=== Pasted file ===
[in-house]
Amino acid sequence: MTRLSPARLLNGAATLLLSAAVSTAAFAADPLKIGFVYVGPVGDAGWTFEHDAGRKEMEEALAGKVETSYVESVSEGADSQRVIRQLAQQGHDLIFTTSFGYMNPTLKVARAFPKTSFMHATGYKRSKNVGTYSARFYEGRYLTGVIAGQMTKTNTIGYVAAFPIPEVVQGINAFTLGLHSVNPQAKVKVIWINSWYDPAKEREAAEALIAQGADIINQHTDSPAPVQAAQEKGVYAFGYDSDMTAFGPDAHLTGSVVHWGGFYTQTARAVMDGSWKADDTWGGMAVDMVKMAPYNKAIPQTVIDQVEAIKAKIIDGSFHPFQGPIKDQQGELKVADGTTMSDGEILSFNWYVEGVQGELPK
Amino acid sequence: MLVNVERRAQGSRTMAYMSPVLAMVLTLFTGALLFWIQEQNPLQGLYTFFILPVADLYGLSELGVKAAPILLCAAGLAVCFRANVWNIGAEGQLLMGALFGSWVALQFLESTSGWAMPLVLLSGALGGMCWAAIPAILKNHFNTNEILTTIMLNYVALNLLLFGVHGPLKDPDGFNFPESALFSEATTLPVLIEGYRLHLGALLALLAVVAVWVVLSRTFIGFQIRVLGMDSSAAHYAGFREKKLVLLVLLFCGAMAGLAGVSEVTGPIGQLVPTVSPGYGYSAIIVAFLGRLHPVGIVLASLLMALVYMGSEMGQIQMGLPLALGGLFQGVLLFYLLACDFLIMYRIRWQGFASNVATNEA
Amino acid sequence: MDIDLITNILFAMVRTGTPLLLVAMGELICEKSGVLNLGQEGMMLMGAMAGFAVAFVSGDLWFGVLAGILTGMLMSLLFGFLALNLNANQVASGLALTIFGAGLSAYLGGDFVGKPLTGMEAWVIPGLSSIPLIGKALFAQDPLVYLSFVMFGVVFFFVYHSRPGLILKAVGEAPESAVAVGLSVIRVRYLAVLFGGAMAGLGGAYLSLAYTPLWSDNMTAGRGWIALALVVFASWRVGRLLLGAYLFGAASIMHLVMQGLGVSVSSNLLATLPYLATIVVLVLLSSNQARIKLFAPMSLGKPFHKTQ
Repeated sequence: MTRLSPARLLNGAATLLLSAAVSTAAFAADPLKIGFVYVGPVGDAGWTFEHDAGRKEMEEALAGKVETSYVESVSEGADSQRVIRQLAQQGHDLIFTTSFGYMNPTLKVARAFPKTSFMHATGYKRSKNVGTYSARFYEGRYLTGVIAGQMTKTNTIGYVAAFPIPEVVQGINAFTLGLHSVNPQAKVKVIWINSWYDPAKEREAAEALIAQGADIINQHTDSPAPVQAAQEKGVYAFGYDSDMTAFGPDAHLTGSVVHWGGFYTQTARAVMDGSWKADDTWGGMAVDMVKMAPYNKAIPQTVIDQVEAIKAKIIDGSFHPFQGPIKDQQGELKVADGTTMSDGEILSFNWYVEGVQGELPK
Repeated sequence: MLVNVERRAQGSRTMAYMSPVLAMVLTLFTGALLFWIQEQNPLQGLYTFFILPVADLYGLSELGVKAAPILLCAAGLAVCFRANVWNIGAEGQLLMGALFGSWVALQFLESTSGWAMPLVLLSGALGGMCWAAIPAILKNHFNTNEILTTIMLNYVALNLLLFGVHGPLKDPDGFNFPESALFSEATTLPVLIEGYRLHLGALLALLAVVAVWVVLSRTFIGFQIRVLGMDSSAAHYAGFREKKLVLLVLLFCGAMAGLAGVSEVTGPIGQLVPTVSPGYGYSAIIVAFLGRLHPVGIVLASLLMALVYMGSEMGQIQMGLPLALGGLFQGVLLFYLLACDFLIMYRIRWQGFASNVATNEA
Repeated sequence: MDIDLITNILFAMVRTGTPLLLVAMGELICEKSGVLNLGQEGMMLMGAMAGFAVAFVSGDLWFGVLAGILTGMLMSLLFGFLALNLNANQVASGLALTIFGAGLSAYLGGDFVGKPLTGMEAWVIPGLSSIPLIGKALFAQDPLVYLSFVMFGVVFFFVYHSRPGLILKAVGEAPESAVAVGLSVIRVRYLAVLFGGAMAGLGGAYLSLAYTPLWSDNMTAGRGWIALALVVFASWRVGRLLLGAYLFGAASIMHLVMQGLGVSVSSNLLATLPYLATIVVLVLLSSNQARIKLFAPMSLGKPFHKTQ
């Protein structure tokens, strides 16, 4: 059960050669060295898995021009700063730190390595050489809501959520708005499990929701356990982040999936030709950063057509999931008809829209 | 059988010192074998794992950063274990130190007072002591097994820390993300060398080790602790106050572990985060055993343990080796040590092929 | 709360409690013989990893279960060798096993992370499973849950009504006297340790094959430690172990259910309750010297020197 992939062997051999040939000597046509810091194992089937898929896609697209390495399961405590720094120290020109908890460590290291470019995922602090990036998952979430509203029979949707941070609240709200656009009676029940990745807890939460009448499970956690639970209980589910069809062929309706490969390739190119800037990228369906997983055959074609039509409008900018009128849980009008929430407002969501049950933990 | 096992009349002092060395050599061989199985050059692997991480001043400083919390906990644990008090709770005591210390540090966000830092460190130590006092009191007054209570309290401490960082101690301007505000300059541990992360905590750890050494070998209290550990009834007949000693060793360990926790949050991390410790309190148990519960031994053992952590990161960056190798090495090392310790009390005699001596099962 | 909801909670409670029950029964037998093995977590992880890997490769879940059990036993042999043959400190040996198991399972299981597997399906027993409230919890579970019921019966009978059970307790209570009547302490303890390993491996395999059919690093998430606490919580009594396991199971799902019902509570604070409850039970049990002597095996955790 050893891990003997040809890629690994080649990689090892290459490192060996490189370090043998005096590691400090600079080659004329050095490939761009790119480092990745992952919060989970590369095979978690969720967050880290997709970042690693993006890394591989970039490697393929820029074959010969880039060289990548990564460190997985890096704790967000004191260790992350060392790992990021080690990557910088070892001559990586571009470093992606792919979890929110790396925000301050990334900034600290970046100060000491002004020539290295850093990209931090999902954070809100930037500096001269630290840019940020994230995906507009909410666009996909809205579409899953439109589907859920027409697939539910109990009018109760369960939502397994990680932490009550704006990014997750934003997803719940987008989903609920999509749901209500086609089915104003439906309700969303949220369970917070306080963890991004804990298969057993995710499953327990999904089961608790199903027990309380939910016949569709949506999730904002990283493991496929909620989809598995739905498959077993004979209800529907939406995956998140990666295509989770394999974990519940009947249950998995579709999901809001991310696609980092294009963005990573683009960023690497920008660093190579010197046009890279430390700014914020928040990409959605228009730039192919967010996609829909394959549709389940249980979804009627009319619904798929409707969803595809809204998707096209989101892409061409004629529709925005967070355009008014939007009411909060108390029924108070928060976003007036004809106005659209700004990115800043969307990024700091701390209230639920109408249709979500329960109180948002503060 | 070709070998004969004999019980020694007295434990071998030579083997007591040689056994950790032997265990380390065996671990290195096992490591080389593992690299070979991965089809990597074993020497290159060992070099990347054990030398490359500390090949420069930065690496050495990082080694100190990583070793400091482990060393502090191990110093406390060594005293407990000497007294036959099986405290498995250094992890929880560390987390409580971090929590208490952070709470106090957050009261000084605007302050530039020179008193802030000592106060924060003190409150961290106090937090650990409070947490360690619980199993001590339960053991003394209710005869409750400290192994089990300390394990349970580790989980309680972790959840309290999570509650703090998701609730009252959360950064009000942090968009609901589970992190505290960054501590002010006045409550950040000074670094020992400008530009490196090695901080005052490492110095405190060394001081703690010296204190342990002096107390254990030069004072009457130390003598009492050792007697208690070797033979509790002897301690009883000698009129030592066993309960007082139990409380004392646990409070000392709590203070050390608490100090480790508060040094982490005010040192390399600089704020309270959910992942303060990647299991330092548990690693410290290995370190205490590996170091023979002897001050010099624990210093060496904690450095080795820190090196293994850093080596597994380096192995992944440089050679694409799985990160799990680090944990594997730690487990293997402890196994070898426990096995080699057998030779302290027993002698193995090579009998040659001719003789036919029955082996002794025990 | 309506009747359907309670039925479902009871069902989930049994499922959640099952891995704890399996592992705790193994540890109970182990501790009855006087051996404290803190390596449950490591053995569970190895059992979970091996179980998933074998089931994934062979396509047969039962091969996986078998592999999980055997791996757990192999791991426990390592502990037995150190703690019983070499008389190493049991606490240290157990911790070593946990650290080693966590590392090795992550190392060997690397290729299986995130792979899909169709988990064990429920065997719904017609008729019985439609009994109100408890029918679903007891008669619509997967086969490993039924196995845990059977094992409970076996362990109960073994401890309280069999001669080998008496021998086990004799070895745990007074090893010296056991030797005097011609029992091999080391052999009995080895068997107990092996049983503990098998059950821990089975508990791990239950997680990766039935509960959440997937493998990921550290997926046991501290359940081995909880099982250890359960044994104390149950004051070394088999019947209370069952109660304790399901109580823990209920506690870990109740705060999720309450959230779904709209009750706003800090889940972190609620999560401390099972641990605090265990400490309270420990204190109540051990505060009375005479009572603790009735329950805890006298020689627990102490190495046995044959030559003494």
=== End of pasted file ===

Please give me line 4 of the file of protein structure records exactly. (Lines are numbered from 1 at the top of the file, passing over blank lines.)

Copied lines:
Amino acid sequence: MDIDLITNILFAMVRTGTPLLLVAMGELICEKSGVLNLGQEGMMLMGAMAGFAVAFVSGDLWFGVLAGILTGMLMSLLFGFLALNLNANQVASGLALTIFGAGLSAYLGGDFVGKPLTGMEAWVIPGLSSIPLIGKALFAQDPLVYLSFVMFGVVFFFVYHSRPGLILKAVGEAPESAVAVGLSVIRVRYLAVLFGGAMAGLGGAYLSLAYTPLWSDNMTAGRGWIALALVVFASWRVGRLLLGAYLFGAASIMHLVMQGLGVSVSSNLLATLPYLATIVVLVLLSSNQARIKLFAPMSLGKPFHKTQ